Harare turns beer halls into markets

HARARE - Harare City Council (HCC) has decided to convert its Rufaro Marketing beer halls into markets for informal traders.

In an interview with the Daily News yesterday HCC spokesperson Michael Chideme said the facilities had all the requisite amenities to make trading comfortable for vendors.

“Some of these facilities are conveniently located and have water, toilets and are spacious enough to accommodate the informal sector. 

“Ultimately, what the city wants to do is to effectively use its assets for the maximum benefit of the residents,” he said.

Chideme highlighted the high demand for decent market spaces and as such they were targeting those beer halls that were strategically located and mutually acceptable by the informal sector.

Vendors Initiative for Socio-Economic Transformation (Viset) director Samuel Wadzai said vendors are not against any move that serves to correct the wrongs that were perpetrated against vendors previously.

He said as vendors they should be consulted in all processes that involve them as they are supposed to be the intended beneficiaries.

Wadzai emphasised the need for council to ensure that all amenities such as water and toilets which were a bone of contention with them are addressed.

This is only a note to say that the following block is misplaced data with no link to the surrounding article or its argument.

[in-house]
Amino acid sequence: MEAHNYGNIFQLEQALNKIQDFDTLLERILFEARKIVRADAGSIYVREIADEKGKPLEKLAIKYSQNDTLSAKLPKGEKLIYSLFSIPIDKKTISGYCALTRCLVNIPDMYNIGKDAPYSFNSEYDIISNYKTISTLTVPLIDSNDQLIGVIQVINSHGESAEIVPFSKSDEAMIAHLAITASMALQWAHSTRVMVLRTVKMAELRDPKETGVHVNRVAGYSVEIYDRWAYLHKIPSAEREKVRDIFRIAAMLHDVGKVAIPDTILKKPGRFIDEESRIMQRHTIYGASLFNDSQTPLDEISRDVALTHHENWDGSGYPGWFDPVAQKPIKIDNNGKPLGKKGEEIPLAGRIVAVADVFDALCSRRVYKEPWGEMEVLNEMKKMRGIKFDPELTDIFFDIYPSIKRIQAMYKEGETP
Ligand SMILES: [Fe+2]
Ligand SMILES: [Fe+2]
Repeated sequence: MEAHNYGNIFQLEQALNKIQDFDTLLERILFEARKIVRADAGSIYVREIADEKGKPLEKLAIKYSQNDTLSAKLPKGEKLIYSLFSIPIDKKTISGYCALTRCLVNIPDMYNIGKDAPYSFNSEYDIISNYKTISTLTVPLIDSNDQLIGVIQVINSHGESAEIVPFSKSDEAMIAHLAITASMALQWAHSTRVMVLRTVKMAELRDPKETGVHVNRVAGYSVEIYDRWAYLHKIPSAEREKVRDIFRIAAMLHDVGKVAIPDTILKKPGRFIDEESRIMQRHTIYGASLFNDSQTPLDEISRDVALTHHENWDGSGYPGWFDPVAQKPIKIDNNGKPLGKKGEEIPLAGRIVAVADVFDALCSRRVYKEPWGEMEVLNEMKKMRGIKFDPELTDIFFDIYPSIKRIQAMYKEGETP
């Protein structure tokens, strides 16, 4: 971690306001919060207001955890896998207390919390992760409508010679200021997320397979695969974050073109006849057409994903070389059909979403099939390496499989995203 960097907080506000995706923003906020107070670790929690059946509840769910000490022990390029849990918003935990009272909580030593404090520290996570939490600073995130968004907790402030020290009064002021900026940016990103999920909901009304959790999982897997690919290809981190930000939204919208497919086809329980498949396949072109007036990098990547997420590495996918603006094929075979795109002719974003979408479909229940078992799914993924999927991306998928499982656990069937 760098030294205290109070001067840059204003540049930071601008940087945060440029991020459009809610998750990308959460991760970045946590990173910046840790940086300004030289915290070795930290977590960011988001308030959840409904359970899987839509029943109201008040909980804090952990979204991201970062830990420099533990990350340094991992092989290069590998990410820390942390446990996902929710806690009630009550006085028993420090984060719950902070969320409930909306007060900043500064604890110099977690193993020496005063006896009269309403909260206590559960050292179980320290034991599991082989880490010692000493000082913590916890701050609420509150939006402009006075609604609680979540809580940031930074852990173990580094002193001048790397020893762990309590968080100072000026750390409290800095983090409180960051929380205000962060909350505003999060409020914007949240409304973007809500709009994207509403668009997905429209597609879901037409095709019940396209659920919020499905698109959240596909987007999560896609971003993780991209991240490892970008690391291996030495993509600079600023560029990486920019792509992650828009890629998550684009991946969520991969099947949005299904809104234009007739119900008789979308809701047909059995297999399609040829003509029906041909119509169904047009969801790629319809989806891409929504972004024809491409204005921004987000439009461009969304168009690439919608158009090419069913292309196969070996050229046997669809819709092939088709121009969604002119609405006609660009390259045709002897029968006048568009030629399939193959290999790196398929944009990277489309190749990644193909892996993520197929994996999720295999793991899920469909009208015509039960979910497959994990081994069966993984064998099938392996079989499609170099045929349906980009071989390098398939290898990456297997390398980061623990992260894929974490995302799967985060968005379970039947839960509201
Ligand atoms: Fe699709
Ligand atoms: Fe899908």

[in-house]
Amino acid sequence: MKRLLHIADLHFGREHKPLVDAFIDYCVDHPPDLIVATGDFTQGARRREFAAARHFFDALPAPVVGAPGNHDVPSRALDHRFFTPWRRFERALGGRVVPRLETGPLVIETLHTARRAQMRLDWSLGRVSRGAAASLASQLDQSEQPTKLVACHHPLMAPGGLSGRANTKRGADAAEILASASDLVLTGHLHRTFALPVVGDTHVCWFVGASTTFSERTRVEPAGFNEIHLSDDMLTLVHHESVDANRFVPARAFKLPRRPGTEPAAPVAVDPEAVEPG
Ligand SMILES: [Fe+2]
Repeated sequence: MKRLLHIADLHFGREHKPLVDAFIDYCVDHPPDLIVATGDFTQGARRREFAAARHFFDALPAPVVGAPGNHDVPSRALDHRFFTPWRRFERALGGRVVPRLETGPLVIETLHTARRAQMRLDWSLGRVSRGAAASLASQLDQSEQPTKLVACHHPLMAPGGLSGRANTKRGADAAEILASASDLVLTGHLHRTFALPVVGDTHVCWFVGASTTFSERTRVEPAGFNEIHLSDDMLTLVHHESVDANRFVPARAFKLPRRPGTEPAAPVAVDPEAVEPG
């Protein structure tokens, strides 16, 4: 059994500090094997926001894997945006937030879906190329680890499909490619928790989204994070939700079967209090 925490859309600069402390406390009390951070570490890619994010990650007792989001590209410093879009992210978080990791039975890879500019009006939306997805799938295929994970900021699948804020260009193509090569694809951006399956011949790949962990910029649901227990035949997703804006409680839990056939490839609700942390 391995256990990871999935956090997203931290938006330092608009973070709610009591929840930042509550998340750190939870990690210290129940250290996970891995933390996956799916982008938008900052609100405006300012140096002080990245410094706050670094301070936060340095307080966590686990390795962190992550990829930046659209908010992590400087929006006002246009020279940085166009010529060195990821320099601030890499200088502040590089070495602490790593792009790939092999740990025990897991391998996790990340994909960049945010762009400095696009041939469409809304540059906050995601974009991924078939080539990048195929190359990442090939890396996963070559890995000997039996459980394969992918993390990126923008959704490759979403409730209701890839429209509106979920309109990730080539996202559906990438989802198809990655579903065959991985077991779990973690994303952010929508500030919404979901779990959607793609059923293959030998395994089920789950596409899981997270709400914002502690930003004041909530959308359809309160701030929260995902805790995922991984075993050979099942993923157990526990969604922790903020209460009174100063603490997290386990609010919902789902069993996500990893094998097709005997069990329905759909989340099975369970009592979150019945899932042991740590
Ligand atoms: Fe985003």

“The beer halls they want to put vendors in should be spacious enough to accommodate the traders because previously they only supplied space for less than 100 traders. 

“All our prior grievances which made us not move to designated sites should be addressed before being frog-marched into these beer halls,” Wadzai said.

The Viset director said in terms of space barons, council should draw up contracts with the vendors so that they take away the middlemen.

“Most of the vendors were now being targeted by politicians who used their muscle to make vendors pay them in exchange for trading space — that should be eliminated so that council benefits and in term fixes the vending spaces,” he said.

HCC town clerk Hosiah Chisango said council had gone to the designated sites across the city and would start construction of proper facilities soon.

He said all district offices have now been empowered to issue out tables to willing informal traders who approach them for space.

“We heard their grievances, we will do right by what we said. There are some markets in the various suburbs that had been abandoned and we want traders to start taking up those spaces and pay directly to council and not space barons as they previously did,” Chisango said.

Three weeks ago, councils with the aid of the Zimbabwe Republic Police and the army removed vendors that had built tuck shops as a way of bringing order to the cities.

 

 

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